Partnering for Peace and Justice: Launch of the UN Studies Research Group

On Tuesday 7th May, Professor Alanna O’Malley, Chair of United Nations Studies in Peace and Justice at Leiden University and The Hague University of Applied Sciences (THUAS), hosted a networking event in the Peace Palace in The Hague. A number of researchers committed to doing research on the United Nations and global governance as a whole gathered to exchange ideas and build partnerships. Many of the attendants will become members of the core team which will support Professor O’Malley’s Chair.

Peace and Justice

The event opened with some words from Professor O’Malley and Liduine Bremer, Dean of the Faculty of Public Management, Law and Safety at THUAS. Throughout the evening, there were multiple guest speakers who presented their areas of research, thus highlighting the importance of the Peace Palace Library. Below is a summary of some of the main takeaways.

Jeroen Vervliet & Candice Alihusain, Peace Palace Library

Mr Vervliet outlined how important the Peace Palace Library has been throughout the twentieth century in creating and collating bibliographies. He had some of these to hand to show, including an old text from the impressive Grotius collection of the Peace Palace.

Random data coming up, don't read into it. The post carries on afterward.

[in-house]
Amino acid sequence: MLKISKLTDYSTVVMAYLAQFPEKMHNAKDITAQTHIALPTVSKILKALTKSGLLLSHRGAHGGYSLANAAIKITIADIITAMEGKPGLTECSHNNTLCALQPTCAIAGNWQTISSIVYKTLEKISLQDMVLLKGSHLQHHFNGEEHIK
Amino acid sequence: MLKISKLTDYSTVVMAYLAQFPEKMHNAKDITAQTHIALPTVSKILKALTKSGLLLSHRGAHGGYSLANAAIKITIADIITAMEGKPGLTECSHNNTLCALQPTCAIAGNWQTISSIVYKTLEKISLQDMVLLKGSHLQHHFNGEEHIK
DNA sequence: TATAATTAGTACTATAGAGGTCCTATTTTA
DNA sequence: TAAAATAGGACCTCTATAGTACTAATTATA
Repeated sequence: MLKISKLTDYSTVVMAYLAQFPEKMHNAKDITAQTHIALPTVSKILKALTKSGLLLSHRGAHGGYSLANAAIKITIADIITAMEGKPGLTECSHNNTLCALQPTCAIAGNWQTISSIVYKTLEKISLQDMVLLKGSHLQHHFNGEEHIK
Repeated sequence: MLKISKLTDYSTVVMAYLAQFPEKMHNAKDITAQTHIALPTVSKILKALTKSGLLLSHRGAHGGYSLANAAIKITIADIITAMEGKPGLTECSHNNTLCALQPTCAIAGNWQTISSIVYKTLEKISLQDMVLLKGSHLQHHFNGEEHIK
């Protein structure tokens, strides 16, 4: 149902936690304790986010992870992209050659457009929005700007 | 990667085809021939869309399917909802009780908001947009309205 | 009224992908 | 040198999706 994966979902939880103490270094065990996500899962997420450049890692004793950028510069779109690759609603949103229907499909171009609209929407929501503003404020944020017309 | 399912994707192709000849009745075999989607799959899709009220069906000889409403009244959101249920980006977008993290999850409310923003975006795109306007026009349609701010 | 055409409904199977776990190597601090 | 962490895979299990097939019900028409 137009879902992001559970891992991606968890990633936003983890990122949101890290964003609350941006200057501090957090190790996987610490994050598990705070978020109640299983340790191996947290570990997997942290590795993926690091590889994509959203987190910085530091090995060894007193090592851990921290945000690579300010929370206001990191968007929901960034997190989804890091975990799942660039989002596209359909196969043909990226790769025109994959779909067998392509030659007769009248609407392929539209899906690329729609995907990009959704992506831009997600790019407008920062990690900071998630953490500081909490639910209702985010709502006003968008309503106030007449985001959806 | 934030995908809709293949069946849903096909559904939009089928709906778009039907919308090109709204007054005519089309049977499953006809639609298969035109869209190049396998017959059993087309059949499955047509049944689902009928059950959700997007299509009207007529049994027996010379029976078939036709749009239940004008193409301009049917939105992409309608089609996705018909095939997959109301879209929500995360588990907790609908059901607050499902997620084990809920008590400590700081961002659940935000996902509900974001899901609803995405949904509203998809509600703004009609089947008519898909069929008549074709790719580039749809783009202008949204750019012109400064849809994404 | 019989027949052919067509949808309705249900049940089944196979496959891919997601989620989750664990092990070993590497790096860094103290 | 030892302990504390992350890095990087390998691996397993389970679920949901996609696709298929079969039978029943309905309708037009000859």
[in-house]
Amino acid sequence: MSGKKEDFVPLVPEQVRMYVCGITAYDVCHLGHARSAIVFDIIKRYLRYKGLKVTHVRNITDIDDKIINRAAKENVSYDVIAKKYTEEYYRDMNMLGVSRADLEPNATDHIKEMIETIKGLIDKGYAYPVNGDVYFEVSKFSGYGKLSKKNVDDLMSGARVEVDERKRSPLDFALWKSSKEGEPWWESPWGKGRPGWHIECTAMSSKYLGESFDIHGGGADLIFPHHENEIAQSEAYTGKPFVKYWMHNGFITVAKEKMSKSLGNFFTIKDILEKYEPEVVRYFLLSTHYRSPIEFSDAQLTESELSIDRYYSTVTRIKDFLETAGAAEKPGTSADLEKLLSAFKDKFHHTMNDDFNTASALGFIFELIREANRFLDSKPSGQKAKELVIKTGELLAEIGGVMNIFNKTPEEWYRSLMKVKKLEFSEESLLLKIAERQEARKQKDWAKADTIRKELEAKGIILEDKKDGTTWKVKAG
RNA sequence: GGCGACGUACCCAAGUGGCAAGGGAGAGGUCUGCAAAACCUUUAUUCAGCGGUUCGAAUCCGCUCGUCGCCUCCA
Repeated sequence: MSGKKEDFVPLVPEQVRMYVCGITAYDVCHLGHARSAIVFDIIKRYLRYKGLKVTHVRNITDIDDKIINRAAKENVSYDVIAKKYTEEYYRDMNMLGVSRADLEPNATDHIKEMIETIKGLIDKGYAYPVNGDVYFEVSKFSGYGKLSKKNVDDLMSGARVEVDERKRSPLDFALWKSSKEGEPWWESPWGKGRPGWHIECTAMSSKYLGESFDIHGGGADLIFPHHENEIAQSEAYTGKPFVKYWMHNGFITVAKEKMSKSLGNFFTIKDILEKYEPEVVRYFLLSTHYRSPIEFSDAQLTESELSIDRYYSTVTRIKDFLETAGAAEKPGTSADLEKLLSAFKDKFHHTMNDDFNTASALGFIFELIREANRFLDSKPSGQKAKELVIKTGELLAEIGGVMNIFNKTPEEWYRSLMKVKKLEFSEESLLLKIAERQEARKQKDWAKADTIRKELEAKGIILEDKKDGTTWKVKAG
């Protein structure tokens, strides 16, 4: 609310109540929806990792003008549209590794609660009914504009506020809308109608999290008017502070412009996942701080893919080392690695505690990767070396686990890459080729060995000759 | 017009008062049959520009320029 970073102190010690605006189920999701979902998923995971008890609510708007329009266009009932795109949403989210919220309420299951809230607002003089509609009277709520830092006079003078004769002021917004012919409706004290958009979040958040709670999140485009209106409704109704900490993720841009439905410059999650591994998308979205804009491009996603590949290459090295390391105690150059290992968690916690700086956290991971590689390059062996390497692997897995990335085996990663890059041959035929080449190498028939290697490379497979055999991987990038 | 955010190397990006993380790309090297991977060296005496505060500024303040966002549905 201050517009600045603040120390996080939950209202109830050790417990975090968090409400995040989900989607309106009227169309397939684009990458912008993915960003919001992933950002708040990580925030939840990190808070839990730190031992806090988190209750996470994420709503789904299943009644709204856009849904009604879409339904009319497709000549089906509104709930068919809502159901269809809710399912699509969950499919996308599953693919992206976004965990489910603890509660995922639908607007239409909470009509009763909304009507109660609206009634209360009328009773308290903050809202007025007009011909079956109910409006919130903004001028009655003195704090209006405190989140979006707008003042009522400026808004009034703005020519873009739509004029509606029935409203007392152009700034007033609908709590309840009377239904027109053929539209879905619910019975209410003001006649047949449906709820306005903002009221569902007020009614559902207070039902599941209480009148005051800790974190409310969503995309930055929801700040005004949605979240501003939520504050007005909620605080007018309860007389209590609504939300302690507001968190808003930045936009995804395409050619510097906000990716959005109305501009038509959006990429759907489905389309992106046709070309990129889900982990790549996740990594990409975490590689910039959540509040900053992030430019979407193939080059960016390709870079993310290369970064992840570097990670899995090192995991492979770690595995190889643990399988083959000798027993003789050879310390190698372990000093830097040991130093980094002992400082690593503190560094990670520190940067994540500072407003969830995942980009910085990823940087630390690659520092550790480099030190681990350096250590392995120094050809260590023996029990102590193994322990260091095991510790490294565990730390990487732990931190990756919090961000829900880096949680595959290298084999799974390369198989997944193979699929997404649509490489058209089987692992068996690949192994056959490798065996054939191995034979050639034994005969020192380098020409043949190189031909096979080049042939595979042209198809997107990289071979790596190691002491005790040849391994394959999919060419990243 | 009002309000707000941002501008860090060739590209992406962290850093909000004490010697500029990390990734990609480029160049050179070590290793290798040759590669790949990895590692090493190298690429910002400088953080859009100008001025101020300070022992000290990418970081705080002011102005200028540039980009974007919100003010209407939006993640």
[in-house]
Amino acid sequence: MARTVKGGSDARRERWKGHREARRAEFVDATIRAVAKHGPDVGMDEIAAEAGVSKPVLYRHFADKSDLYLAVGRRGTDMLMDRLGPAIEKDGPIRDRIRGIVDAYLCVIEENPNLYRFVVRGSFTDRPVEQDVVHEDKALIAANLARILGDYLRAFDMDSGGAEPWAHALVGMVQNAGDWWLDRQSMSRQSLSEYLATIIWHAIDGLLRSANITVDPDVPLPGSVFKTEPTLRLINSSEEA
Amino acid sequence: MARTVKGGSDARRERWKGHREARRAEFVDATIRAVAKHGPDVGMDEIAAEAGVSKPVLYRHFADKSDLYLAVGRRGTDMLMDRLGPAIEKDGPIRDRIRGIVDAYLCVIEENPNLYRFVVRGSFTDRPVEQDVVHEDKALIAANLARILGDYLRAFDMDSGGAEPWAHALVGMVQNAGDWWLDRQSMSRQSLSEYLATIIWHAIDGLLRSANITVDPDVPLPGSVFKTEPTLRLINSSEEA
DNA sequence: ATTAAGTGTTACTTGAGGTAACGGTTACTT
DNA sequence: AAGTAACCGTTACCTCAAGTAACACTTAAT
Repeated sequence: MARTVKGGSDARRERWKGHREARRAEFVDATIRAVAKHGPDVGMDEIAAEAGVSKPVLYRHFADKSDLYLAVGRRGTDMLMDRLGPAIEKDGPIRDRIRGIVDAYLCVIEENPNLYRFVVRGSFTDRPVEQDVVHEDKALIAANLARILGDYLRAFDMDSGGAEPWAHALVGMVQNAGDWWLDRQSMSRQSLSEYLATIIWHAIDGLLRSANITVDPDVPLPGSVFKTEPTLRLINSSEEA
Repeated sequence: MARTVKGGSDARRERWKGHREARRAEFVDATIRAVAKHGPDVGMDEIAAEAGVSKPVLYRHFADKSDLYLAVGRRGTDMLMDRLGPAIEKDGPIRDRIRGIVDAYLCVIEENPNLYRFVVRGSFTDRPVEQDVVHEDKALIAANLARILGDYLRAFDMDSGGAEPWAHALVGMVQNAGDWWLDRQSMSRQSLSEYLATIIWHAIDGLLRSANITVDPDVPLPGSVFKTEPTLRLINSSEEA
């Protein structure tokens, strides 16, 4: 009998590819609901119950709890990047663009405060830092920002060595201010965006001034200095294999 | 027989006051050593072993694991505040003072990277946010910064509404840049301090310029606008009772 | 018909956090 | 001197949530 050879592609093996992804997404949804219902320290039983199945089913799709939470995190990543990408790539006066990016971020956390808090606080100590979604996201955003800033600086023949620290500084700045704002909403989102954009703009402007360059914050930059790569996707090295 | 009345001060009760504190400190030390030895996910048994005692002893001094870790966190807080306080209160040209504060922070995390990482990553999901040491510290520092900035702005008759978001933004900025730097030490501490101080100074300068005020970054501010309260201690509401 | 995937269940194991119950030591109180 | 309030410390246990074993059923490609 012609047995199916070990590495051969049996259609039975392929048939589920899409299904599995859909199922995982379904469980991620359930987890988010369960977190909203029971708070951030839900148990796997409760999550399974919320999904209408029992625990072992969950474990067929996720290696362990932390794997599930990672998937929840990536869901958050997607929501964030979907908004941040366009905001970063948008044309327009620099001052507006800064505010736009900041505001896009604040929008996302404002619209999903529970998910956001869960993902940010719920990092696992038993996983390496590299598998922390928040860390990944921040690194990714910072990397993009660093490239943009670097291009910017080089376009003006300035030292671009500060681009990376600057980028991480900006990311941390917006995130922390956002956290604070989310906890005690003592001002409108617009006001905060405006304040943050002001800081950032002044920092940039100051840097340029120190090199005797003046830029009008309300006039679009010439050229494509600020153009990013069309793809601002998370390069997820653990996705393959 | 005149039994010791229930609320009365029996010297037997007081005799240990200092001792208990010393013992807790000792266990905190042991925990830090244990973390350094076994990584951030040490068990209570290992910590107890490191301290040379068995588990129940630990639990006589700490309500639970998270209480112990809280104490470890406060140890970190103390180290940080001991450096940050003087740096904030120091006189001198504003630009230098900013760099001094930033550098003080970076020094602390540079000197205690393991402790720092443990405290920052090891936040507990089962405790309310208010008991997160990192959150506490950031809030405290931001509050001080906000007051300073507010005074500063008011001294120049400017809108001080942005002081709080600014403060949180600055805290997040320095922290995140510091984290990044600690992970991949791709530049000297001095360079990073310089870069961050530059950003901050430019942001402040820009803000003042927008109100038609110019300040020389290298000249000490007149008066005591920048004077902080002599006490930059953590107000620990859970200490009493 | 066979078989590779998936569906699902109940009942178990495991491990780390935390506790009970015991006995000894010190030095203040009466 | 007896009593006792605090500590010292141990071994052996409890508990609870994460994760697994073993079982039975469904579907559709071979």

Ms Alihusain then provided an overview of the library’s online catalogue, demonstrating the collection of research guides which the librarians have compiled on subjects such as international public and private law, and this includes an impressive section on the United Nations. All of the subsections include bibliographies, librarian’s choice, databases, and links to further resources. She showed us the beginnings of special bibliographies created for the four legs of the Chair. Ms Alihusain certainly convinced all the attendants to visit the library and make use of their impressive resources.

Professor Giles Scott-Smith, Leiden University